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Risk Constrained Optimization

Introduction

Over the past decades, the hedge fund sector has experienced significant expansion. Despite a decrease in both the number of hedge funds and their average leverage during the 2007–2008 credit crisis, the current aggregate investment in hedge funds stands at $5.1 trillion (Source: BarclayHedge). Concurrently, with the rapid growth of the hedge fund industry, there has been a heightened investor demand for products that can deliver hedge fund-like returns at a reduced cost and without the typical associated risks, such as illiquidity, lack of transparency, and management-specific risks. In response to this demand, investment banks and asset management firms have introduced investment products, commonly referred to as ‘clones,’ designed to replicate hedge fund returns through the utilization of statistical models or algorithmic trading strategies.

In this context, two main approaches have been adopted by financial researchers to attempt replication: the distribution-matching and the factor-based approach. While for the first one the objective is to recreate the distributional properties of the replicated instrument through constrained optimization (Harris and Mazibas 2011), the factor-based approach uses linear and, sometimes, non-linear approximation to minimise the tracking error between the hedge fund returns and the weighted average return of the factors. These two approaches have exhibited distinct replicating capabilities, each with its own set of pros and cons. Specifically, factor-based in-sample performance appears to be higher, while it performs relatively poorly out-of-sample. In contrast, distribution matching techniques excel at replicating higher moments of hedge fund return distributions—volatility, skewness, and kurtosis—though they may struggle to accurately track the first moment, i.e., the positive average return of hedge funds.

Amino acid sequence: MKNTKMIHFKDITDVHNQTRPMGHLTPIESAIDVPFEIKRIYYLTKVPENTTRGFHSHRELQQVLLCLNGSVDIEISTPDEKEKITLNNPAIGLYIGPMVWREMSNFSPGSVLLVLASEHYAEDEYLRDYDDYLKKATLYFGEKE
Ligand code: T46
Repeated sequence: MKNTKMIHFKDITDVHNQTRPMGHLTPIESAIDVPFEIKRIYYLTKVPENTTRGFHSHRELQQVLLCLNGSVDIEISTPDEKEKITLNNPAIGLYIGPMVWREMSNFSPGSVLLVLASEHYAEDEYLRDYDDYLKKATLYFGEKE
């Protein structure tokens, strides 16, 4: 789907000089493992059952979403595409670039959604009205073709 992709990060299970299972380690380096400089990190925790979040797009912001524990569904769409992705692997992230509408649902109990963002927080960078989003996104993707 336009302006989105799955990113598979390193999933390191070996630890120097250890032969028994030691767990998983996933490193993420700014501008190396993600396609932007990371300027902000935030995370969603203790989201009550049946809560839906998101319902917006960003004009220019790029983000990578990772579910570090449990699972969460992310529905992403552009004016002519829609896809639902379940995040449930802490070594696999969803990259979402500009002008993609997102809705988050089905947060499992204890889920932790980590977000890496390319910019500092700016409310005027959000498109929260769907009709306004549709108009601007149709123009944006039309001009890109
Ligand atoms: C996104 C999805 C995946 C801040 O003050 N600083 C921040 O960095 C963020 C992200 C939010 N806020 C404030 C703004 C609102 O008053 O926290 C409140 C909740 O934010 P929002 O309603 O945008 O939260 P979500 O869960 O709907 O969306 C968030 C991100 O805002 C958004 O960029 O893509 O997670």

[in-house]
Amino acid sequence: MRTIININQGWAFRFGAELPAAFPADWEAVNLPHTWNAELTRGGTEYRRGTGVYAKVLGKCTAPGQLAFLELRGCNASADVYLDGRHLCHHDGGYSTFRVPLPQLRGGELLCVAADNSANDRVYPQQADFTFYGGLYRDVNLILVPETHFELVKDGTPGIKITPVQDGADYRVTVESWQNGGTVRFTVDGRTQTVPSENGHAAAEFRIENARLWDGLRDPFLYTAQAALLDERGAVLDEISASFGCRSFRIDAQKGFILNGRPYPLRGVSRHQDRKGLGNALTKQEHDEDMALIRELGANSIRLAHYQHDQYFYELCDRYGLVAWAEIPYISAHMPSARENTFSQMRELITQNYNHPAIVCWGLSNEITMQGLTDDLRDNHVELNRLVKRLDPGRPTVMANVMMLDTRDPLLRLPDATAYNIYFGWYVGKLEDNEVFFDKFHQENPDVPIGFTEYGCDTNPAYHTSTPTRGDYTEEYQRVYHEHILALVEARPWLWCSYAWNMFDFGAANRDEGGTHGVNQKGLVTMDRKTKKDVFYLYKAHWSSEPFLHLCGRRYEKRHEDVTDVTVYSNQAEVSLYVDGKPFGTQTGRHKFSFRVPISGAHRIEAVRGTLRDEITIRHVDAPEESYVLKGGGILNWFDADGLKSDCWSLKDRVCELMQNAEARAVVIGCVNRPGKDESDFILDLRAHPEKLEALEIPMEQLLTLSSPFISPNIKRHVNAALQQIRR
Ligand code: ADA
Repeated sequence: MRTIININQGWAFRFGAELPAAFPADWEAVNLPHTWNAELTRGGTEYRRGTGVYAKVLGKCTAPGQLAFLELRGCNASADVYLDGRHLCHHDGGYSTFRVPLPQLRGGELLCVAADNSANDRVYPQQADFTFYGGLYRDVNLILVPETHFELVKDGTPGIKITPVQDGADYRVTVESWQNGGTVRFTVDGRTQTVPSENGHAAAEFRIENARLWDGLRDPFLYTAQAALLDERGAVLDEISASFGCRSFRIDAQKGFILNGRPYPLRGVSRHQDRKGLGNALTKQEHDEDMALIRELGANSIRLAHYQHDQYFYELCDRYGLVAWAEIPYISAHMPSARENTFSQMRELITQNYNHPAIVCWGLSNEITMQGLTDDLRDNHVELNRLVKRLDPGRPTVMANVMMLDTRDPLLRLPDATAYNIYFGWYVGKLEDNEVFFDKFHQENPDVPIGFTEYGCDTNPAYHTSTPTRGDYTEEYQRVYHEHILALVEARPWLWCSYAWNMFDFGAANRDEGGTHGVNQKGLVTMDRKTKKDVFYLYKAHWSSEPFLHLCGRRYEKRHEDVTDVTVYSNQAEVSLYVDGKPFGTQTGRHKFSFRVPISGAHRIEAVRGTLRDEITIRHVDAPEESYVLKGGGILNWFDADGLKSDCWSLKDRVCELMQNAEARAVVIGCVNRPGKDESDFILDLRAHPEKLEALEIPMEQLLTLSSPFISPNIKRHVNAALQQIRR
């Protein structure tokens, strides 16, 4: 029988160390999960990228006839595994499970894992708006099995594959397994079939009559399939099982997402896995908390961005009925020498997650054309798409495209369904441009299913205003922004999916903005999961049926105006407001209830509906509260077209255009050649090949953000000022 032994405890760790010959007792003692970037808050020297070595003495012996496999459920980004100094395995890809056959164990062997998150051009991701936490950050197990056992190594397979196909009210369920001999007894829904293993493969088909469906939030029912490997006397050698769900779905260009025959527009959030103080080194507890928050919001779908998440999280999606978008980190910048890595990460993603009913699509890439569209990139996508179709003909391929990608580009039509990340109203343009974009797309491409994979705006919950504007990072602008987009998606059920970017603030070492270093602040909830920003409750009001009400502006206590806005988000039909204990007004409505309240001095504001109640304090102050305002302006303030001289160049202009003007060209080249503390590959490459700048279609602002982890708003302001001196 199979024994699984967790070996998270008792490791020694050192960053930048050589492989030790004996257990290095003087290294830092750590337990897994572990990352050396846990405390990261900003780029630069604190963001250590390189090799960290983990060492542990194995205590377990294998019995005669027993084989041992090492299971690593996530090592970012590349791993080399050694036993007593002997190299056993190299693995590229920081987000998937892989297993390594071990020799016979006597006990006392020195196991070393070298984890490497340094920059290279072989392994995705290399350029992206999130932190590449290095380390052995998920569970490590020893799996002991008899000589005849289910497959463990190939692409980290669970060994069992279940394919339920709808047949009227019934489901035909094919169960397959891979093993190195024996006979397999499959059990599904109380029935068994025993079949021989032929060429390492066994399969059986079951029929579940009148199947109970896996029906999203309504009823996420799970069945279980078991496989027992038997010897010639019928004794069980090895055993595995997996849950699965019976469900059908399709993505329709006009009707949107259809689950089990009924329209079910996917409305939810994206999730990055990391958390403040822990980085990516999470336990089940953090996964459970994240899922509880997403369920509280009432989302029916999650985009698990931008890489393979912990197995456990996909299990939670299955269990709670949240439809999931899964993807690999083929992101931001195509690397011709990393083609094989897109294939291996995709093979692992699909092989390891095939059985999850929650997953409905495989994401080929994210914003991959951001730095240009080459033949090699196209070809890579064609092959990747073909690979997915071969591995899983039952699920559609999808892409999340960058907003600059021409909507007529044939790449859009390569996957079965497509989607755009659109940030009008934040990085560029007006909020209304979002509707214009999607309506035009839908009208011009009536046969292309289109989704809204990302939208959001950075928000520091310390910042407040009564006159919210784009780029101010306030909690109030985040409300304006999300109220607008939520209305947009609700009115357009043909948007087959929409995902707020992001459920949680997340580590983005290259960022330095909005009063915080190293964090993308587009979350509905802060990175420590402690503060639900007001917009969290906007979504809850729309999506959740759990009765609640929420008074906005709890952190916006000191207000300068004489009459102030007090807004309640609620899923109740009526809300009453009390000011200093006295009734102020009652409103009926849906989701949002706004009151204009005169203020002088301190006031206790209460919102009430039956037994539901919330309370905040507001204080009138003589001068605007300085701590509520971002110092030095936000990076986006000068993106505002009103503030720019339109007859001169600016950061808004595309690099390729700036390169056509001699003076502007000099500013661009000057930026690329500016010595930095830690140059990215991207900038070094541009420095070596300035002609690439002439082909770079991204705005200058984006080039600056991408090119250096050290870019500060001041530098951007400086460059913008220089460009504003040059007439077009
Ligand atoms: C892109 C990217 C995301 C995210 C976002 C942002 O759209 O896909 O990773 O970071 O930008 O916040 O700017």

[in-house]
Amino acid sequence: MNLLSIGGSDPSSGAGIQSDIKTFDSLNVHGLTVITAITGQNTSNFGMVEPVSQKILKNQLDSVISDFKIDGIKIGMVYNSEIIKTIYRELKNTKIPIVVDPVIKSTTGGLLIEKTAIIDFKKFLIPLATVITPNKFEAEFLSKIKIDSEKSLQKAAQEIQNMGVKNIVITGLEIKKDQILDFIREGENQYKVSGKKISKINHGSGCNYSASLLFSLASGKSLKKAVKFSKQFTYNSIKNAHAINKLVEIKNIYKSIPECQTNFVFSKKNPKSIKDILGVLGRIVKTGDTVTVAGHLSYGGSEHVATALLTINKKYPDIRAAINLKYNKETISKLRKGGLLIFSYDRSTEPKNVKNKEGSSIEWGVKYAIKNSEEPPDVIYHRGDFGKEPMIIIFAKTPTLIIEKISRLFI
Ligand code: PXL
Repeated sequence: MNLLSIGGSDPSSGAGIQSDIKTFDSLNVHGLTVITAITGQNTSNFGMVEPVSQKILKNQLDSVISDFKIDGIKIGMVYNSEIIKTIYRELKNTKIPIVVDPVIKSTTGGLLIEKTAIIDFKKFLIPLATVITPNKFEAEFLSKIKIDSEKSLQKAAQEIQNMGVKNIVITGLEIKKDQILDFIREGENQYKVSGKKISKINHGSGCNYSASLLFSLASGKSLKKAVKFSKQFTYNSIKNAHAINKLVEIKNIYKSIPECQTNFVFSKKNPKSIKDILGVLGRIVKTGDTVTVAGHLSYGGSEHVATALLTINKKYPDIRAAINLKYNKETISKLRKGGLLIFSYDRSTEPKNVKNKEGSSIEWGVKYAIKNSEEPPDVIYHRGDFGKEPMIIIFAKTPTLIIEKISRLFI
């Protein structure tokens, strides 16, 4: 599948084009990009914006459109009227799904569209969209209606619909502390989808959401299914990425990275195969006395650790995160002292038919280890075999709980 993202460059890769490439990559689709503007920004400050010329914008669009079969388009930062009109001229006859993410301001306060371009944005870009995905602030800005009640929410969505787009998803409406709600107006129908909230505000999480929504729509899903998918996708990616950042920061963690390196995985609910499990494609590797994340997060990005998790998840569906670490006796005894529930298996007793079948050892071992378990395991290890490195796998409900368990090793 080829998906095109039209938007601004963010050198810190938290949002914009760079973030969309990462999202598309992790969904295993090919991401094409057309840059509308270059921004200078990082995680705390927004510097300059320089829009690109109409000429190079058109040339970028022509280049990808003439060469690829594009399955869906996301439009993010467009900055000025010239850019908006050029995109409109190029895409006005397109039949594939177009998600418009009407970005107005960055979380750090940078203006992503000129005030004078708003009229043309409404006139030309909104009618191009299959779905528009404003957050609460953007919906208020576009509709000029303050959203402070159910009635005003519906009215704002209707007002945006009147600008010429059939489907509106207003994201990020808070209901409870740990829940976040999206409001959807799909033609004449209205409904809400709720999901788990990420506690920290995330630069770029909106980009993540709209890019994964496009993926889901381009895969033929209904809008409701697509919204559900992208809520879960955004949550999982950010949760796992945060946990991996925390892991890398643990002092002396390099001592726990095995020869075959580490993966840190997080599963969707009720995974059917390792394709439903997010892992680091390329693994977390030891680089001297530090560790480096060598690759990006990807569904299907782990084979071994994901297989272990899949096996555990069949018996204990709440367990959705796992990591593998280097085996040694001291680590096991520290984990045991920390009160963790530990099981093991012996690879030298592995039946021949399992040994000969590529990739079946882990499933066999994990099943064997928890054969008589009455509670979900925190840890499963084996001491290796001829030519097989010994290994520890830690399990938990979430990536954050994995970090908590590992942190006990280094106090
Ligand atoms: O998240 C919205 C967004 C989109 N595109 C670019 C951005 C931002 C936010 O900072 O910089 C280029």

In this article, our focus will be on the distribution-matching approach. We will conduct a replication exercise for the Fund of Hedge Funds index (FOF), a commonly employed benchmark by investors. Additionally, we will delve into the nuances of this method to provide a comprehensive understanding of its application and effectiveness in replicating hedge fund returns.

The Model

In the paper “Factor-Based Hedge Fund Replication with Risk Constraints” by Harris and Mazibas (2011), the authors propose a method for replicating the monthly returns of hedge fund indices. This approach involves a factor-based model supplemented with a set of risk and return constraints, implicitly targeting all moments of the hedge fund return distribution. The authors incorporate the linear component from the factor-based approach while imposing various constraints to ensure that the replicating portfolio aligns with several risk measures of the hedge fund, including the Conditional Value at Risk, Conditional Drawdown at Risk, and the partial moments of returns. We will limit ourself to the Value at Risk (VaR) case; however, the optimization can be extended to other metrics using a similar approach.

The starting point of the analysis is the definition of an objective function. For our case, the goal is minimize, the tracking error between the FOF index and our replicating portfolio under a set of risk and return constraints:

$$ min f(x) = var(r_{hf,t} – r_{p,t}) $$

subject to:

\begin{equation}
\sum_{i=1}^{m} x_{i} = 1, \quad i = 1,…,m \\
\sum_{i=1}^{m} \bar{r_{i}} x_{i} = \bar{r_{hf}} \\
x_{i} \geq 0 \\
VaR_{p} = VaR_{hf}
\end{equation}

where VaR is calculated as 5th percentile of the returns distribution.
Additionally, constraints 1 and 2 are fixed. We then test the following combinations:

  • Matching VaR and no short selling (VaRnoSS)
  • No short selling (noSS)
  • Matching VaR and short selling (VaRandSS)
  • Short selling (SS)

In this application, we optimize on a rolling window of 120 months with one month out-of-sample forecast. The window size is chosen to have sufficient data for the optimization and to avoid excessive volatility of the weights over time.

An example for Fund of Hedge Funds

Data

Our analysis cover the period Jan 1990 to Sept 2022. We collect monthly data of our target variables